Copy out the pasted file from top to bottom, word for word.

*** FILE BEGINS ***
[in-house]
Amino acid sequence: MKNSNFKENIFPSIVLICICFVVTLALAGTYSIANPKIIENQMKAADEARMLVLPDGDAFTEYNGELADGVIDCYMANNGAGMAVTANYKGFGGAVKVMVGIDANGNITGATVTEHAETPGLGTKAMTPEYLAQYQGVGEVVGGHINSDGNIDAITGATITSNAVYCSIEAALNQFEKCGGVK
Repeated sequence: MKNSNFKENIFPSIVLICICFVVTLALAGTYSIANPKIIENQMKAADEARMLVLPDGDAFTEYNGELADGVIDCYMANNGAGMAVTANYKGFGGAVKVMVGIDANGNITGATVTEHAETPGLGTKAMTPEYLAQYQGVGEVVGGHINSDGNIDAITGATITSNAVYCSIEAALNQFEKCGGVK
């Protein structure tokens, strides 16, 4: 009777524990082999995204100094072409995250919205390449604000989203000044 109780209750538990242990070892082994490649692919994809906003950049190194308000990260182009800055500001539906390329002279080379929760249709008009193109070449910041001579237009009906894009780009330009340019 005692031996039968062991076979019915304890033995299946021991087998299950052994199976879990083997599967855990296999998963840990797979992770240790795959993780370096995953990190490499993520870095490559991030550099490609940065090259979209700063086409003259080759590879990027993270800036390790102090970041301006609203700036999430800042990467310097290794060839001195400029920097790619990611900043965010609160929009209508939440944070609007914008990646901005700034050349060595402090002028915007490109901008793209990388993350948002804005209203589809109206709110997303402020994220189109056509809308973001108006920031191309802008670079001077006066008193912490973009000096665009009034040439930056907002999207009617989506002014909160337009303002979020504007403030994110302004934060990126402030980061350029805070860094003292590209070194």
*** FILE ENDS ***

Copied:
[in-house]
Amino acid sequence: MKNSNFKENIFPSIVLICICFVVTLALAGTYSIANPKIIENQMKAADEARMLVLPDGDAFTEYNGELADGVIDCYMANNGAGMAVTANYKGFGGAVKVMVGIDANGNITGATVTEHAETPGLGTKAMTPEYLAQYQGVGEVVGGHINSDGNIDAITGATITSNAVYCSIEAALNQFEKCGGVK
Repeated sequence: MKNSNFKENIFPSIVLICICFVVTLALAGTYSIANPKIIENQMKAADEARMLVLPDGDAFTEYNGELADGVIDCYMANNGAGMAVTANYKGFGGAVKVMVGIDANGNITGATVTEHAETPGLGTKAMTPEYLAQYQGVGEVVGGHINSDGNIDAITGATITSNAVYCSIEAALNQFEKCGGVK
């Protein structure tokens, strides 16, 4: 009777524990082999995204100094072409995250919205390449604000989203000044 109780209750538990242990070892082994490649692919994809906003950049190194308000990260182009800055500001539906390329002279080379929760249709008009193109070449910041001579237009009906894009780009330009340019 005692031996039968062991076979019915304890033995299946021991087998299950052994199976879990083997599967855990296999998963840990797979992770240790795959993780370096995953990190490499993520870095490559991030550099490609940065090259979209700063086409003259080759590879990027993270800036390790102090970041301006609203700036999430800042990467310097290794060839001195400029920097790619990611900043965010609160929009209508939440944070609007914008990646901005700034050349060595402090002028915007490109901008793209990388993350948002804005209203589809109206709110997303402020994220189109056509809308973001108006920031191309802008670079001077006066008193912490973009000096665009009034040439930056907002999207009617989506002014909160337009303002979020504007403030994110302004934060990126402030980061350029805070860094003292590209070194």